French protesters take to the streets again against Macron’s pension plan

Demonstrators in France took to the streets on Saturday for a seventh day of protests against President Emmanuel Macron’s pension reform plans, with police expecting up to a million people at rallies across the country.

Unions are hoping they can still compel Macron to back down while Parliament debates the bill, with the National Assembly and Senate heading for a final vote as early as this month.

“This is the final stage,” said Marylise Leon, vice president of the CFDT union. “The final is now,” she told franceinfo on Saturday.

Twice this week, Macron turned down urgent calls from unions to meet with him in a last-ditch effort to get him to change his mind.

“When there are millions of people on the streets, when there are strikes and we only get silence from the other side, people ask themselves: What else do we have to do to be heard?” said Philippe Martinez, head of Hard – Leftist CGT union.

“The leaders of this country must stop denying this social movement,” CFDT chief Laurent Berger said on Saturday.

Police said they expected between 800,000 and a million people at 230 planned demonstrations across France, with up to 100,000 likely to march in Paris.

It was the second day of protests to be declared over a weekend, and unions hoped protesters would show up in larger numbers if they didn’t have to take a day off.

– ‘Children’s future’ –

“I’m here to fight for my colleagues and for our youth,” said Claude Jeanvoine, 63, a retired train driver who was demonstrating in Strasbourg, eastern France.

“People shouldn’t let the government get away with this, it’s about the future of their children and grandchildren,” he told AFP.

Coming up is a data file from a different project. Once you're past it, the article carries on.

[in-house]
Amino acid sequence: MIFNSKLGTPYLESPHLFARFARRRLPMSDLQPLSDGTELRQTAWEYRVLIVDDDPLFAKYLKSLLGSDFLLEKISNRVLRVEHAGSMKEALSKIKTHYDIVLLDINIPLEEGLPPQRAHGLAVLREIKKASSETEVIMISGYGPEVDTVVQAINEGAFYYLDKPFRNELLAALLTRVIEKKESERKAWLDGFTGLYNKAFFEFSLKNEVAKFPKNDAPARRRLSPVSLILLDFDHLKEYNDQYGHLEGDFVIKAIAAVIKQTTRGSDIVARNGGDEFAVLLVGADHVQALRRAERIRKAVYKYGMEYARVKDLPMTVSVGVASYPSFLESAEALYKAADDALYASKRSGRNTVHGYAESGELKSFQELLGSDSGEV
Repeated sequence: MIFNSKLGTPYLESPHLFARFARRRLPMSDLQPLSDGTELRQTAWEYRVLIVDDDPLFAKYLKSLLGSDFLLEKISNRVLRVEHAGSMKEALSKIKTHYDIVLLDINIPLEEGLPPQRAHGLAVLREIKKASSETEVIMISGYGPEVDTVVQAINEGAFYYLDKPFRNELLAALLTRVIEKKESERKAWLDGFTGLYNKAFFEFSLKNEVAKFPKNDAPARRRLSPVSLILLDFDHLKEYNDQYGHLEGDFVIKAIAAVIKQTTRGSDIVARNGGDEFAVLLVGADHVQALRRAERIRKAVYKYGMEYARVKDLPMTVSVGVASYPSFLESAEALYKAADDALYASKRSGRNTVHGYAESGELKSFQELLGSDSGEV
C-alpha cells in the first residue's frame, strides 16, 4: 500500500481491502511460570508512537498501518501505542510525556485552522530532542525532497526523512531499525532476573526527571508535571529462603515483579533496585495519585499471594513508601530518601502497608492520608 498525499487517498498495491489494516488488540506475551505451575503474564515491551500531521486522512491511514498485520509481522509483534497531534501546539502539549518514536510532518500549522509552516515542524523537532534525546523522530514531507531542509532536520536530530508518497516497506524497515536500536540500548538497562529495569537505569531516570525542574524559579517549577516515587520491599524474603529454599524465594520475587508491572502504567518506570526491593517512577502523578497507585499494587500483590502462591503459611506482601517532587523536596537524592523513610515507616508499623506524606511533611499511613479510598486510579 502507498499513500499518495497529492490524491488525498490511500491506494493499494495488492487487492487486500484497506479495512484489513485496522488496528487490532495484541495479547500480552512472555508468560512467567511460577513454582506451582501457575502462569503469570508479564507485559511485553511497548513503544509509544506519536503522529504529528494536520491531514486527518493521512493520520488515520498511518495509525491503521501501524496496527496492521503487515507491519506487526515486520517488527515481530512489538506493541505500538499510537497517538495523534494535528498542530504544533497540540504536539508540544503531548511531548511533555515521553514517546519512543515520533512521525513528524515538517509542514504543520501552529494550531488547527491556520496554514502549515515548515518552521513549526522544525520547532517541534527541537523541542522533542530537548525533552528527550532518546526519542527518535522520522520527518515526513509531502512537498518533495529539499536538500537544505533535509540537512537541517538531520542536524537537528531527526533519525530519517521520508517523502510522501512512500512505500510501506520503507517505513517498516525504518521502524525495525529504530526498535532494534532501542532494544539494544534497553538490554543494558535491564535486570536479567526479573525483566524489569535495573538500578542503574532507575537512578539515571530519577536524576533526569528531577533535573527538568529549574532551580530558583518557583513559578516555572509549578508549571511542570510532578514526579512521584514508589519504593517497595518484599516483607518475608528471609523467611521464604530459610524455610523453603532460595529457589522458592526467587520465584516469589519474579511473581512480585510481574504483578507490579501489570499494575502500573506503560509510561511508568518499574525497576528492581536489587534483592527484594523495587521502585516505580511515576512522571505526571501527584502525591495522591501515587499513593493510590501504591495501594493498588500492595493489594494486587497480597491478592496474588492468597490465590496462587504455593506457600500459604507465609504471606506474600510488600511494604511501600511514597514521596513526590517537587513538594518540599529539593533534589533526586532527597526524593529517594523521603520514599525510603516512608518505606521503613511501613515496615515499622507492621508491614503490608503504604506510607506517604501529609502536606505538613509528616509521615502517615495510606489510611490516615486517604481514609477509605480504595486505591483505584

According to the police, the turnout for the last major day of strikes and protests on Tuesday was almost 1.3 million people, and more than three million, according to the unions.

Several sectors of the French economy have been the target of union calls for indefinite strikes, including rail and air transport, power plants, natural gas terminals and waste collection.

On Saturday in Paris, there were first signs that urban transport was hardly affected by any interruptions, with the exception of a few S-Bahn lines.

The capital’s main demonstration was scheduled to begin around 2 p.m. (1300 GMT).

The French Senate, meanwhile, early Saturday resumed debate on the reform, the main measure of which is to raise the minimum retirement age from 62 to 64.

The senators have until Sunday evening to complete their deliberations, when a commission is to draw up a final version of the bill, which will be submitted to both chambers of parliament for a final vote.

If Macron’s government fails to secure a majority before the vote, Prime Minister Elisabeth Borne could use a rarely used constitutional tool known as Article 49/3 to pass the law without a vote.

An opinion poll published by broadcaster BFMTV on Saturday showed that 63 percent of French people approve of the protests against the reform and 54 percent also support the strikes and blockades in some sectors.

However, around 78 percent said they believe Macron will eventually push through the reform.

burs-jh/bp French protesters take to the streets again against Macron’s pension plan

Sportsasff is an automatic aggregator of the all world’s media. In each content, the hyperlink to the primary source is specified. All trademarks belong to their rightful owners, all materials to their authors. If you are the owner of the content and do not want us to publish your materials, please contact us by email – The content will be deleted within 24 hours.

Related Articles

Back to top button